When that failed, pro-Hezbollah Druze factions initiated what amounted to armed incursions in the Chouf Mountains, the heartland of the Druze, in an apparent bid to stoke violence within the community.

In one such move last year a Jumblatt supporter was killed. In the latest, on June 30 two bodyguards of a pro-Hezbollah junior Druze minister were killed and two Jumblatt supporters were wounded. The shoot-out became known as the Basateen incident.

Lebaenese MP and Druze leader Walid Jumblatt (R) and Samir Geagea, the leader of the Christian Lebanese Forces ex-militia, attend a mass gathering to mark the first anniversary of premier Rafiq Hariri's assassination in central Beirut 14 February 2006. Speaking at the mass rally, Jumblatt went a step further to brand Syrian President Bashar al-Assad a "terrorist tyrant". The Lebanese capital was transformed into a sea of red and white flags as Lebanon marked the first anniversary, still struggling to unite in the shadow of its former powerbroker Syria.  AFP PHOTO/RAMZI HAIDAR (Photo by RAMZI HAIDAR / AFP)

In a rare, fairly co-ordinated defensive move, two of Lebanon’s main political figures, one Sunni and one Christian, decided after significant hesitation to support Mr Jumblatt, restoring some unity to the anti-Hezbollah bloc, which had mostly fizzled out after Hezbollah took over parts of Beirut by force in 2008.

When Hezbollah allies said the Basateen shooting was an assassination attempt on the junior minister, suggested that Mr Jumblatt was culpable and that the case should go to a special tribunal seen as under their sway, Prime Minister Saad Hariri made sure that the issue would not come up on his government’s agenda. This meant a freeze on cabinet meetings, sending more shivers through the financial markets.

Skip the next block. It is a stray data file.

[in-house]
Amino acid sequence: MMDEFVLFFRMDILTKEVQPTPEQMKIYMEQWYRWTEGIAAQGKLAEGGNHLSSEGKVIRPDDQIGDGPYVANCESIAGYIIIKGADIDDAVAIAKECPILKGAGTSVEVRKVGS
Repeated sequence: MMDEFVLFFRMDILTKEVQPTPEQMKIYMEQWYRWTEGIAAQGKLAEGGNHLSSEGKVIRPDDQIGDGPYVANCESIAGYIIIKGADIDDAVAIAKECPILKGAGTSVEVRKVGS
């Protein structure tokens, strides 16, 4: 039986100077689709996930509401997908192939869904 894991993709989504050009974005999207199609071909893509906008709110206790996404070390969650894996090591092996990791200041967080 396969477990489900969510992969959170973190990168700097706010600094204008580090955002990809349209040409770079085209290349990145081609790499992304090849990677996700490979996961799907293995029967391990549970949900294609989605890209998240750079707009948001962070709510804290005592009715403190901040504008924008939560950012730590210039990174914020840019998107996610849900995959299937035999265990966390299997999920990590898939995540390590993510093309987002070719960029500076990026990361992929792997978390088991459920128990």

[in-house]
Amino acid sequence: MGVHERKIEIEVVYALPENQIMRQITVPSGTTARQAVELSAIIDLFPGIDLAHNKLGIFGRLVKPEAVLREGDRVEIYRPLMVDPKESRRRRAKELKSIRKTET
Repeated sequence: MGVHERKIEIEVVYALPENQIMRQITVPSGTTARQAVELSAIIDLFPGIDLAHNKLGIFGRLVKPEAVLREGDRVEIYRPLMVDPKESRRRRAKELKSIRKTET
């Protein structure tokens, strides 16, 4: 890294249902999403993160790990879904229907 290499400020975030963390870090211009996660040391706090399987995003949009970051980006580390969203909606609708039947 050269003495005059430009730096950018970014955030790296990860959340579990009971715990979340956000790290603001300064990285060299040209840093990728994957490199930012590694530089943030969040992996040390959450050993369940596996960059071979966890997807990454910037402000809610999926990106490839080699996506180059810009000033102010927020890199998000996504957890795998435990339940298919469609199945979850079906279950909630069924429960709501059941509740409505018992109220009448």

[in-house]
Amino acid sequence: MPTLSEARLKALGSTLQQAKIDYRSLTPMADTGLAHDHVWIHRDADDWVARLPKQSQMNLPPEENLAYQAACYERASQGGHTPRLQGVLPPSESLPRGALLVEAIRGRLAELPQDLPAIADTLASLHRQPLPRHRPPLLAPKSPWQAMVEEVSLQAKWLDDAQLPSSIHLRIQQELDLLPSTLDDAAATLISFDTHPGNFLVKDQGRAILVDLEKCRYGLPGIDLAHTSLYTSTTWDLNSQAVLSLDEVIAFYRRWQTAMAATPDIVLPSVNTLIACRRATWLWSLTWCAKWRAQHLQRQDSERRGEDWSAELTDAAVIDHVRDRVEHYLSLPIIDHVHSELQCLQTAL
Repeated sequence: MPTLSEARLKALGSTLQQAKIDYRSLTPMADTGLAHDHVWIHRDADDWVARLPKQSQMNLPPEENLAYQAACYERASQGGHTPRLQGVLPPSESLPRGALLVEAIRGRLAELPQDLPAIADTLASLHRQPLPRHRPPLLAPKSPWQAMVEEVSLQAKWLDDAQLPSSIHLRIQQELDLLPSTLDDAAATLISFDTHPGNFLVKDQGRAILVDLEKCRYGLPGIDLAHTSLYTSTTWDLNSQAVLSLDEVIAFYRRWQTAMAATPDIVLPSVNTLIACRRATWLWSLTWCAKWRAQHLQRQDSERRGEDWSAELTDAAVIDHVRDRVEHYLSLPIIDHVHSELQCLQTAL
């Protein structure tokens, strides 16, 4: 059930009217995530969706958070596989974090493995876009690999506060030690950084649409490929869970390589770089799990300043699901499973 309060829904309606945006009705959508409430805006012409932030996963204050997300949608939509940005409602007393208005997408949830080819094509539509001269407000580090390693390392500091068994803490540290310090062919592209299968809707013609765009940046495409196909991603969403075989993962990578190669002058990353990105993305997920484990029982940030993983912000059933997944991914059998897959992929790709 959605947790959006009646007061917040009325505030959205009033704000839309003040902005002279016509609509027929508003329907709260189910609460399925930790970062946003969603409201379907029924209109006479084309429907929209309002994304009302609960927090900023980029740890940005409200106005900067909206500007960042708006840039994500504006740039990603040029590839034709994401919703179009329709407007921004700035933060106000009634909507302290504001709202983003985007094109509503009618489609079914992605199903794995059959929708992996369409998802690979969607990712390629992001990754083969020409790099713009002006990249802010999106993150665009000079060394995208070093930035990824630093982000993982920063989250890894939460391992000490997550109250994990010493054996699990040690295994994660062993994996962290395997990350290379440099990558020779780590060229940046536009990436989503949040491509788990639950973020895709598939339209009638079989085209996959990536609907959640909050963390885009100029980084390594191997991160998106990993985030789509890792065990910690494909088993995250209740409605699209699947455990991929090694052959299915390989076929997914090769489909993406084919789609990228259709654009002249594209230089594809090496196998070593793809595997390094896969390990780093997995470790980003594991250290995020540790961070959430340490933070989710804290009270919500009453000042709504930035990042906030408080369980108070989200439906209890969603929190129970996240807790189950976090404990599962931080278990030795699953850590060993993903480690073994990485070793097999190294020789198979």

Hezbollah’s main Christian allies are President Michel Aoun and his son-in law Gebran Bassil, the foreign minister who was supposed to have been in the area of the shooting June 30 but did not go. Some of Mr Aoun’s supporters, and apparently the president himself, suggested Mr Bassil was the real target of the alleged assassination attempt.

In a further boost to Mr Jumblatt, Christian leader Samir Geagea said Hezbollah and Mr Bassil were using tactics reminiscent of the 1975-1990 civil war and direct Syrian regime tutelage seen till 2005.

Mr Geagea leads the Lebanese Forces, a former militia turned political party that has four members in the 30-member cabinet, which convened on Saturday after Mr Jumblatt, Mr Hariri, Mr Aoun and Parliament Speaker Nabih Berri held what was billed as a reconciliation meeting.

The Basateen case has now been put on the back burner, having been handed over to a military tribunal divided along pro and anti-Hezbollah lines.

Hezbollah retreated only when the damage to its own interests outweighed the benefits from its violent tactics, suggesting its Tehran backers read situations rationally when the costs become too high.